Edited from a variety of translations (mentioned in the preface) by H. R. Percival
The Canons with the Ancient Epitome and Notes.
With regard to the Synod of Gangra we know little beside what we learn from its own synodal letter. Three great questions naturally arise with regard to it.
1. What was its date?
2. Who was the Eustathius it condemned?
3. Who was its presiding officer?
I shall briefly give the reader the salient points with regard to each of these matters.
1. With regard to the date, there can be no doubt that it was after Nice and before the First Council of Constantinople, that is between 325 and 381. Socrates  seems to place it about 365; but Sozomen  some twenty years earlier. On the other hand, Remi Ceillier  inconsistently with his other statements, seems to argue from St. Basil's letters that the true date is later than 376. Still another theory has been urged by the Ballerini, resting on the supposition that the Eusebius who presided was Eusebius of Caesarea, and they therefore fix the date between 362 and 370. With this Mr. Ffoulkes agrees, and fixes the date,  with Pagi, at 358, and is bold enough to add, "and this was unquestionably the year of the Council." But in the old collections of canons almost without exception, the canons of Gangra precede those of Antioch, and Blondel and Tillemont  have sustained this, which perhaps I may call the traditional date.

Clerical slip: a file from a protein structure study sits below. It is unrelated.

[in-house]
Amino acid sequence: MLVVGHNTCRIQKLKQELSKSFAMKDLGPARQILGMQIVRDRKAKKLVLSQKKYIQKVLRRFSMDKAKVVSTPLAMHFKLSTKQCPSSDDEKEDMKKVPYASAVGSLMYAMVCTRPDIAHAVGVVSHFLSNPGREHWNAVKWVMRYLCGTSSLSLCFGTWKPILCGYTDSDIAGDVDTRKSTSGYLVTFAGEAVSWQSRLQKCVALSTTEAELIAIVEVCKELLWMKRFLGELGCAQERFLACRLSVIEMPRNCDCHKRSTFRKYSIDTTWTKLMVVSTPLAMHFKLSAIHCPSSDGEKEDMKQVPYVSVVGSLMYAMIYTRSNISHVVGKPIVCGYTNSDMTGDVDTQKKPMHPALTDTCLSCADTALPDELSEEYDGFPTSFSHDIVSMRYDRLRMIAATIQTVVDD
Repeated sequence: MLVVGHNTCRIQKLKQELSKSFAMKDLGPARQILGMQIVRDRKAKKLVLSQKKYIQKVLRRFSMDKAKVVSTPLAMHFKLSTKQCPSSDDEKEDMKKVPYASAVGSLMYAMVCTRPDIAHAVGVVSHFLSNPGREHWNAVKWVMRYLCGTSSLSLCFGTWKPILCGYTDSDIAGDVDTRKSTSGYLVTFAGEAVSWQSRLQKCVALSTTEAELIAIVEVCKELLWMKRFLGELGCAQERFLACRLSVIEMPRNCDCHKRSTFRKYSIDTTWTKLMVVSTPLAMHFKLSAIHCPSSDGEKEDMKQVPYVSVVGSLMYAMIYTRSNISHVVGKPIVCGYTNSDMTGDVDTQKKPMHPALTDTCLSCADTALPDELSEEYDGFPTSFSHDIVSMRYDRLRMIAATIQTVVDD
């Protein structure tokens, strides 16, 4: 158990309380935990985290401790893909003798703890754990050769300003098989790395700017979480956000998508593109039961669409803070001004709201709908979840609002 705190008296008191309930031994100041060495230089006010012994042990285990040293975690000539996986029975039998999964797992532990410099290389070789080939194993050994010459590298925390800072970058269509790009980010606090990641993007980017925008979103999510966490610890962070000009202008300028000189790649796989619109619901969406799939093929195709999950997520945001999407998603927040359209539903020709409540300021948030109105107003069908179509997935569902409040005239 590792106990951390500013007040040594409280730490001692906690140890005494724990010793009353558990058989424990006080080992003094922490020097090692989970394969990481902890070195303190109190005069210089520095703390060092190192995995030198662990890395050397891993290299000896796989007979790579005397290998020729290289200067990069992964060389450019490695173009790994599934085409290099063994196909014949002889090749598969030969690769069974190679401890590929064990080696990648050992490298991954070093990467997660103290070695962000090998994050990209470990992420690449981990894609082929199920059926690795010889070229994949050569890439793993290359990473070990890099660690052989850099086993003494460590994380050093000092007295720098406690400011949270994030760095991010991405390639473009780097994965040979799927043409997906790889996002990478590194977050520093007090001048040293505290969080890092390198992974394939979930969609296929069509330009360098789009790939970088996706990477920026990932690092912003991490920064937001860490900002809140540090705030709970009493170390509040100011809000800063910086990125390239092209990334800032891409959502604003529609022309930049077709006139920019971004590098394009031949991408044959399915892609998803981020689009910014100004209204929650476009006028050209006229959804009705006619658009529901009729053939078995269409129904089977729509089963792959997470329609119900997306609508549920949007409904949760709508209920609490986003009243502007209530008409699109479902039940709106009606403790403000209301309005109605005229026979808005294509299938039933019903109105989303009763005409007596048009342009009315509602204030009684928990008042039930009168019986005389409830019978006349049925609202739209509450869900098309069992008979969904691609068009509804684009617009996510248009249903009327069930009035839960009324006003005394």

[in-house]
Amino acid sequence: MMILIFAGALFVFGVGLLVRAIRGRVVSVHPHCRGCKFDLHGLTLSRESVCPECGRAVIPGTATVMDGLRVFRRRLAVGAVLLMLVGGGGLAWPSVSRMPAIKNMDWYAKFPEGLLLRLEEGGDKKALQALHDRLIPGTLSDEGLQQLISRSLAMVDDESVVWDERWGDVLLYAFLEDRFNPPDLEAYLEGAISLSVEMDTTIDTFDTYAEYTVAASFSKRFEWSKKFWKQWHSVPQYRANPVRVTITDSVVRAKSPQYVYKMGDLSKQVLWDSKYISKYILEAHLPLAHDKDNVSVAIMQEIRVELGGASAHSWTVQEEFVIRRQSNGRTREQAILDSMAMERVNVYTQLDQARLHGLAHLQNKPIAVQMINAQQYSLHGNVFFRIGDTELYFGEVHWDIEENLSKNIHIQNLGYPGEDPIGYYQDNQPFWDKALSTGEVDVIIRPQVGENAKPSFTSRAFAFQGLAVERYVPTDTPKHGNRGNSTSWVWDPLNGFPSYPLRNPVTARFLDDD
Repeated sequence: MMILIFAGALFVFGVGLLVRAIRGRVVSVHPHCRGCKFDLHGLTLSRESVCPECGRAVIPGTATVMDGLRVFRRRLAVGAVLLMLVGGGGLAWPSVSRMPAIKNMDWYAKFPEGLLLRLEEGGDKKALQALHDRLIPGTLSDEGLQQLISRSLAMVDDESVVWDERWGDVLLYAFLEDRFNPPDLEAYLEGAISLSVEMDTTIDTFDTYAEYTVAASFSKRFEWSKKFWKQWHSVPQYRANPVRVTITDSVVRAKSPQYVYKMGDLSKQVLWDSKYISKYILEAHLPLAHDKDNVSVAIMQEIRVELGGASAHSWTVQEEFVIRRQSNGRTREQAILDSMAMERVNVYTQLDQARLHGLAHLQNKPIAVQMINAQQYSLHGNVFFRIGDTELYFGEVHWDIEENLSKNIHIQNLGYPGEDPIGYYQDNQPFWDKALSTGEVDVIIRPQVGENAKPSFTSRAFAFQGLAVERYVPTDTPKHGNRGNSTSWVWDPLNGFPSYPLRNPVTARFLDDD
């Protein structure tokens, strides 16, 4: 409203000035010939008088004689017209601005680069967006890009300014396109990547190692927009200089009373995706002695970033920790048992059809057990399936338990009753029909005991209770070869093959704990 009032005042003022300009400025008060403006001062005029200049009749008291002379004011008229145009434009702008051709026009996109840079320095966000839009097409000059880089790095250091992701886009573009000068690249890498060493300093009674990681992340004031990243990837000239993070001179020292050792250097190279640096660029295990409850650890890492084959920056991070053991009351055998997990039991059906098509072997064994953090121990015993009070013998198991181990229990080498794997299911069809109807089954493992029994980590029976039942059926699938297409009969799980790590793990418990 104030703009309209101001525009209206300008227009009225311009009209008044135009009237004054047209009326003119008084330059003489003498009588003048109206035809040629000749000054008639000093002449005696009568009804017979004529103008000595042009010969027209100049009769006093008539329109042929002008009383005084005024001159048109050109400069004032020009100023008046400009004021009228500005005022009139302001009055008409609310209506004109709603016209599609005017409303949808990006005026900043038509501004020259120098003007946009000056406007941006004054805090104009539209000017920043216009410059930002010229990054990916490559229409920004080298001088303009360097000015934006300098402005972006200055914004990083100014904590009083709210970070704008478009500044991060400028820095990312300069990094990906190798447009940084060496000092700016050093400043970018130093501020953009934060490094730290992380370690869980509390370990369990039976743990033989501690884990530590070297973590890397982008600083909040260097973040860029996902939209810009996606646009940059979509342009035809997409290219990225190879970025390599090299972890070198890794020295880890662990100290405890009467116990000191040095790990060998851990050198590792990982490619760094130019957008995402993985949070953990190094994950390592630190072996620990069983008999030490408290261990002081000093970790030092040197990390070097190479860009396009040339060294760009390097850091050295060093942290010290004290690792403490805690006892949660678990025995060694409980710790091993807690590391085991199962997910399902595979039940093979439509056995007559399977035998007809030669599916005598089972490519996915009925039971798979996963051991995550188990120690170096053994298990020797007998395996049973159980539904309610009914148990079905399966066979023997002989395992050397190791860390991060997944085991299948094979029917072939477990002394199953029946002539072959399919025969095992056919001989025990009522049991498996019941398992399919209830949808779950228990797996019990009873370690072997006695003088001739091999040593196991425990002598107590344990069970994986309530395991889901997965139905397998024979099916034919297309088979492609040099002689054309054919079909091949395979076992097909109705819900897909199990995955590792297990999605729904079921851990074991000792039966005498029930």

Socrat. H. E., Lib. II., cap. xliij.
 Sozomen. H. E., Lib. IV., cap. xxiv.
 Remi Ceillier. Hist. Générale des Auteurs Sacrés, Tom. IV., p. 735.
 E. S. Ffoulkes, in Smith and Cheetham, Dict. Christ. Antiq., s. v. Gangra.
 I am indebted to Hefele for this reference, and he gives Mémoires, note xxvij., sur St. Basile.
Reference address : https://www.elpenor.org/ecumenical-councils/gangra.asp